In the beginning, the couple enjoyed living away from the action. New Hampshire had its charms: fewer people who might infect them, more open space, lots of natural beauty. But soon, the drawbacks started piling up. They were a two-hour drive from their friends and family. There was no real sense of community—and certainly no takeout options. Mice found their way into their car as temperatures dropped. That time they heard a baby bear on a hike wasn’t ideal. The region’s bountiful Trump banners grew more sinister after Election Day passed. And then there were the gunshots in the distance, ostensibly from hunters. It was all a far cry from the neighborly streets near their old apartment.

So when Lawrence heard the news of Pfizer’s 95-percent-effective coronavirus vaccine, he opened a new tab on his computer’s browser and typed in Zillow.com. From his spacious three-bedroom, two-bathroom home deep in the woods of New Hampshire, he began scrolling through properties for sale. It was time to move back to Boston.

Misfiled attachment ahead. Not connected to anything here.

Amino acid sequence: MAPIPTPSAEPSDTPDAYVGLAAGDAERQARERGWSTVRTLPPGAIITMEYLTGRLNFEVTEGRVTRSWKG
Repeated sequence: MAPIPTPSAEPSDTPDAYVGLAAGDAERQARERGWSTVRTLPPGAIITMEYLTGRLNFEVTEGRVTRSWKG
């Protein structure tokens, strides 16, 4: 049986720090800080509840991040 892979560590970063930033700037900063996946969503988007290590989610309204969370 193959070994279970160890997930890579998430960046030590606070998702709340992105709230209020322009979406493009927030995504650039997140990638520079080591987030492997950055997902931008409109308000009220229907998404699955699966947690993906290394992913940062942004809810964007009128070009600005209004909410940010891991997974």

By now, the story of people abandoning cities for more green space (and a proper home office) during COVID times rings almost cliché. According to a Pew Research Center survey, around one in five adults in the United States either moved or knows someone who moved during the pandemic. The phenomenon has been particularly pronounced in Boston, which, according to ZIP code change data collected by LinkedIn’s Economic Graph, ranks among the top U.S. cities losing residents. As spring turned to summer and summer to fall, the area saw families abandoning their cramped condos in favor of hybrid learning in the suburbs and exurbs; college students and recent grads moving back in with their parents; and well-off young professionals deciding to rent spacious accommodations beyond urban centers to wait things out. By the end of 2020, the median sale price for single-family homes outside of Boston had jumped $50,000 since March, per the Greater Boston Real Estate Board. Meanwhile, in the city, the median sale price for a condo dropped by more than $40,000 in the same time period. It seemed, for a while, that Boston was losing its appeal to, well, just about every demographic group.